For a show that's released a marathon four seasons in a little over two years, it shouldn't surprise that The Circle would be suffering from some creative exhaustion as it headed into season four. After its first season charmed audiences with its low-fi, social-media-based strategy gameplay, and Season 2 perfected the formula with some engaging characters and a perfectly executed catfishing champion, the show's third season struggled to find a groove and ended up limping across the finish line with an unpopular winner. Season four premiered earlier this month with a mandate to get The Circle back to the kind of fun and addictive reality competition we fell in love with, and lo and behold, it delivered. With the season's final episode dropping today, what was it that brought the show back from the brink?
The premise of The Circle is so simple, it can be infuriating to first-time viewers that this is actually a TV show with a (as of this season) $150,000 prize. Players are isolated in separate little pod suites of an apartment building where they play a game of social strategy, connections, and alliances, all via a social interface known as "The Circle." All communication is done by text messaging — either to the group or in private chats — and the only visual information is conveyed through photos. This has always meant that players can — and are often encouraged to — play as "catfish," i.e. pretending to be someone they're not. Catfishing has brought The Circle some of its most memorable characters, and it's also provided the thrust for a ton of game strategy over the seasons. This makes sense since there's so little concrete motivation to target any one player over another that sniffing out catfish and voting them out gives the gama purpose. Besides, nothing bonds strangers better than a shared task that ostracizes a third person for a perceived social sin (in this case: being ingenuine).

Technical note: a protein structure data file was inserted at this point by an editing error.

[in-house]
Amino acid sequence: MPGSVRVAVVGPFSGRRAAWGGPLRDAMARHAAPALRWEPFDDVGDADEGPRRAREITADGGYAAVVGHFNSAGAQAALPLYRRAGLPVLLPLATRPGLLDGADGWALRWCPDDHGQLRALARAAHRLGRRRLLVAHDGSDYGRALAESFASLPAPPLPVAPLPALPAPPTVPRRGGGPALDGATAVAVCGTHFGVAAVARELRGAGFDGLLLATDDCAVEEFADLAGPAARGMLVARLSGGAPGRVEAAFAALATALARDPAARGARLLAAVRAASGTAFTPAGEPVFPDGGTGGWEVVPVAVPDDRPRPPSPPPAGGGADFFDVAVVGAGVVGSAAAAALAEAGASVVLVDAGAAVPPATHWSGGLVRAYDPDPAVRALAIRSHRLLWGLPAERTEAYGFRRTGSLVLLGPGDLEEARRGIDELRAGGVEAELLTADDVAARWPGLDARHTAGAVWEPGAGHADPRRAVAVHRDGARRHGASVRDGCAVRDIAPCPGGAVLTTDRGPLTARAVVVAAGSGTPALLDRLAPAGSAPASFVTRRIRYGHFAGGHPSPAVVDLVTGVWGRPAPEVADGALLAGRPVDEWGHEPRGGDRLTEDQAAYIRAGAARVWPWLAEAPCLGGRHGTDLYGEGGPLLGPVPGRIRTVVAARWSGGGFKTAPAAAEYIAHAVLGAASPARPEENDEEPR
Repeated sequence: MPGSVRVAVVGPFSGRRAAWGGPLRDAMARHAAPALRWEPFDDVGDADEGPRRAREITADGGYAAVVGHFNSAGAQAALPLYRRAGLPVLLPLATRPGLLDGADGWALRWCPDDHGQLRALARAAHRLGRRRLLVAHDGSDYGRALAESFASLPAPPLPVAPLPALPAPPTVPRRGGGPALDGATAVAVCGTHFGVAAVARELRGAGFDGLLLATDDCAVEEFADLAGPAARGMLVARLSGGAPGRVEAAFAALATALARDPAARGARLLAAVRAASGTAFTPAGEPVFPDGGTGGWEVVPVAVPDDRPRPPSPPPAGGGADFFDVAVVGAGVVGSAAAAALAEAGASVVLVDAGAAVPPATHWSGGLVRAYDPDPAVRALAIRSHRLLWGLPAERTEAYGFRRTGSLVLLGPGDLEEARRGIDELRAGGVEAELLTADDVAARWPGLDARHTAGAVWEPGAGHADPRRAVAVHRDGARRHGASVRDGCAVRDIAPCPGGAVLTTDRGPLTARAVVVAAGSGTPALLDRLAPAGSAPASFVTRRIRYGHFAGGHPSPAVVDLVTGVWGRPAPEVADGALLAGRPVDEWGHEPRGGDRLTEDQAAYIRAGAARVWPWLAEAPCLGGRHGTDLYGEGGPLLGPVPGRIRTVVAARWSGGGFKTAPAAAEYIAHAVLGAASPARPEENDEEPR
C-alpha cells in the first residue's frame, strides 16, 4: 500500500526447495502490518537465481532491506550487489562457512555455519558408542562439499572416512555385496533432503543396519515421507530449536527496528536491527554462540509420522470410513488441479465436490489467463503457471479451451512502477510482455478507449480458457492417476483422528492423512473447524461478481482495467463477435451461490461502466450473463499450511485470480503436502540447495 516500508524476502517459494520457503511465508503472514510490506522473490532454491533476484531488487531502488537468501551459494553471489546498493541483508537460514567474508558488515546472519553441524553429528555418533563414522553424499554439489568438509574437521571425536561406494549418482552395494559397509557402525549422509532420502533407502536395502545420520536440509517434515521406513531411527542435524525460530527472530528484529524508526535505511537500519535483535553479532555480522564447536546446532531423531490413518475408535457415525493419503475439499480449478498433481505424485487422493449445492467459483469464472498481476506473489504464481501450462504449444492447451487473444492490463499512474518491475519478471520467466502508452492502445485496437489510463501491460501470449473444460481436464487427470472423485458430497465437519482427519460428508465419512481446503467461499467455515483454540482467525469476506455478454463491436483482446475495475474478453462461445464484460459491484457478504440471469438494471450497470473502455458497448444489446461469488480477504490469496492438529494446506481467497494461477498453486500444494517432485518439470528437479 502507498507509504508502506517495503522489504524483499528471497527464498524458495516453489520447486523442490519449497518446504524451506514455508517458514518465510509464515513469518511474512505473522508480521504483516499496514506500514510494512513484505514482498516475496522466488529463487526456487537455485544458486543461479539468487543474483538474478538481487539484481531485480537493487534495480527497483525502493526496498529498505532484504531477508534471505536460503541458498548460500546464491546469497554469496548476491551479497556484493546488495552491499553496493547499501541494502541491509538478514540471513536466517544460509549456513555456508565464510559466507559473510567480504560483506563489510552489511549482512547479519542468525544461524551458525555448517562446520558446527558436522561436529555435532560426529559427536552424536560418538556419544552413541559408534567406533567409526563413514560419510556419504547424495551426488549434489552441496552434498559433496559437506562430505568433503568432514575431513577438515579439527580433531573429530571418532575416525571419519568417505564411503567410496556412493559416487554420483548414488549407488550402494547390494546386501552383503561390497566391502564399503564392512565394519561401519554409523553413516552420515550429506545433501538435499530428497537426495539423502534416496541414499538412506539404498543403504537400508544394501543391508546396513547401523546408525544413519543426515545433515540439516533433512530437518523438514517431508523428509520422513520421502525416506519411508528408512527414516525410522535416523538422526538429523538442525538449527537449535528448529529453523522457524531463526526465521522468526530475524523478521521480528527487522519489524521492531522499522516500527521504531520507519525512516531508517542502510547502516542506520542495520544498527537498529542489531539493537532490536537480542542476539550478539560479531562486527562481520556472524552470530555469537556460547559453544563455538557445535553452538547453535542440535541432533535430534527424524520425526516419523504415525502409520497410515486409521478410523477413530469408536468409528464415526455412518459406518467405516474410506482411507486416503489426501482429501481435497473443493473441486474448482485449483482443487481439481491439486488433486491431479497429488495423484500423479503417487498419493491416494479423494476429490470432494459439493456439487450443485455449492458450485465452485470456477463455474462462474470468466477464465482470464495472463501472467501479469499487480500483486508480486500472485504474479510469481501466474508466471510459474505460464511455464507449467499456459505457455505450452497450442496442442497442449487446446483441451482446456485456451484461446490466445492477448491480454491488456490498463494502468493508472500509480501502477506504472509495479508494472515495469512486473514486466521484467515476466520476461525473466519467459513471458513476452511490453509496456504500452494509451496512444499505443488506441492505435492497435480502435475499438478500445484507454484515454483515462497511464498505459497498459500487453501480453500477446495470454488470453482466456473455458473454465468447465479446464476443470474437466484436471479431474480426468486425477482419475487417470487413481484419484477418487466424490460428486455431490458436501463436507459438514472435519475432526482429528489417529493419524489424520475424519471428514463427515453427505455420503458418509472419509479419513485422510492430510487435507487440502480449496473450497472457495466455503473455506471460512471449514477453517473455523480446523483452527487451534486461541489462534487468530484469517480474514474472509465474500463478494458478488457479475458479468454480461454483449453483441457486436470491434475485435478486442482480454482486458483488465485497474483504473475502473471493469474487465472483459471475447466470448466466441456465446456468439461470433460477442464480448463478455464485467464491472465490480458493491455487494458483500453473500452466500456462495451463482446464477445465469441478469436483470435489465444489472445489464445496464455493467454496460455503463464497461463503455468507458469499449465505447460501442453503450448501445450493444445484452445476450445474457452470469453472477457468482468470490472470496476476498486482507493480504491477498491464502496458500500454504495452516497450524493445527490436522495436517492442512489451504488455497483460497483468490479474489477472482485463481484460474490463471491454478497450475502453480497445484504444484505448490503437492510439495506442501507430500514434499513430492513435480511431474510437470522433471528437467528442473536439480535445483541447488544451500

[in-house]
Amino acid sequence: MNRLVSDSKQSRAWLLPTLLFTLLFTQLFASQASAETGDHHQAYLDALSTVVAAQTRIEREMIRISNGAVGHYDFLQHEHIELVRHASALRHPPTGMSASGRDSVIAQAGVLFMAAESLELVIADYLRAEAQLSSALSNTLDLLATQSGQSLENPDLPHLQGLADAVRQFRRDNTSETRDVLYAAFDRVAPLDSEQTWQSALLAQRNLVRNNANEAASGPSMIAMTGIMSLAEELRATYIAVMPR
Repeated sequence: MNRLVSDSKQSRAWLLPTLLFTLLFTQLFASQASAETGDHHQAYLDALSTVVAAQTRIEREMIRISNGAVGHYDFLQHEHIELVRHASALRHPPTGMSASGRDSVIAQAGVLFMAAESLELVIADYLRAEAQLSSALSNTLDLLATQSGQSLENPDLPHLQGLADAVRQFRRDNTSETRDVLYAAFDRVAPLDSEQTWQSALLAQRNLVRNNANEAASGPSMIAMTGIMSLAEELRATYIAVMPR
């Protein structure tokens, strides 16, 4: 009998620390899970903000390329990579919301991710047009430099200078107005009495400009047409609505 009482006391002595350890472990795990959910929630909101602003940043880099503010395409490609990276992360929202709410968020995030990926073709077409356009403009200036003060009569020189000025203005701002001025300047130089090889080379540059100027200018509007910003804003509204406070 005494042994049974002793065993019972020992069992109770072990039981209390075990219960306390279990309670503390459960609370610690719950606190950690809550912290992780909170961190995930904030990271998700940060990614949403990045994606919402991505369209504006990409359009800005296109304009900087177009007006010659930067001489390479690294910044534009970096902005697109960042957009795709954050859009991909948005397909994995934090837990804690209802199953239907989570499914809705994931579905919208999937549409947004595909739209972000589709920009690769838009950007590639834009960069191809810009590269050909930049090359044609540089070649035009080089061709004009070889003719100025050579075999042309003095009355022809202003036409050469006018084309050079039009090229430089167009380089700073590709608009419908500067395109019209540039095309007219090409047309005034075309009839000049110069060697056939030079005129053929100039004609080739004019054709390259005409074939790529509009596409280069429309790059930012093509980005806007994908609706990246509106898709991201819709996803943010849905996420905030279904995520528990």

The problem, as it presented itself over the show's first three seasons, is that hunting down catfish became the only motivation for voting anyone out, meaning that players who were catfishing had only one route to winning the game: staying completely undetected, as season two champion DeLeesa did when she catfished as her hot husband Trevor.
Was there still catfish hunting in season four? Absolutely. The first player eliminated, Paul, was targeted mostly because he was really Parker, Paul's 21-year-old daughter, who turned out to be pretty terrible at portraying a 56-year-old man. But as the game progressed, further catfish were suspected but ultimately allowed to keep playing their game and were either protected or targeted in the game based soley on their social connections. This is how it went with "Carol" (really Carol's son John), who by the midpoint of the season everybody more or less assumed was not really a 56-year-old woman. But she was an asset to players like Bru, a 25-year-old radio host and TikTok personality, and so he kept her safe over other, more "genuine" players. This feels like a good evolution in the game, one that will allow catfish to roam free and play their own games, whether or not they're found out.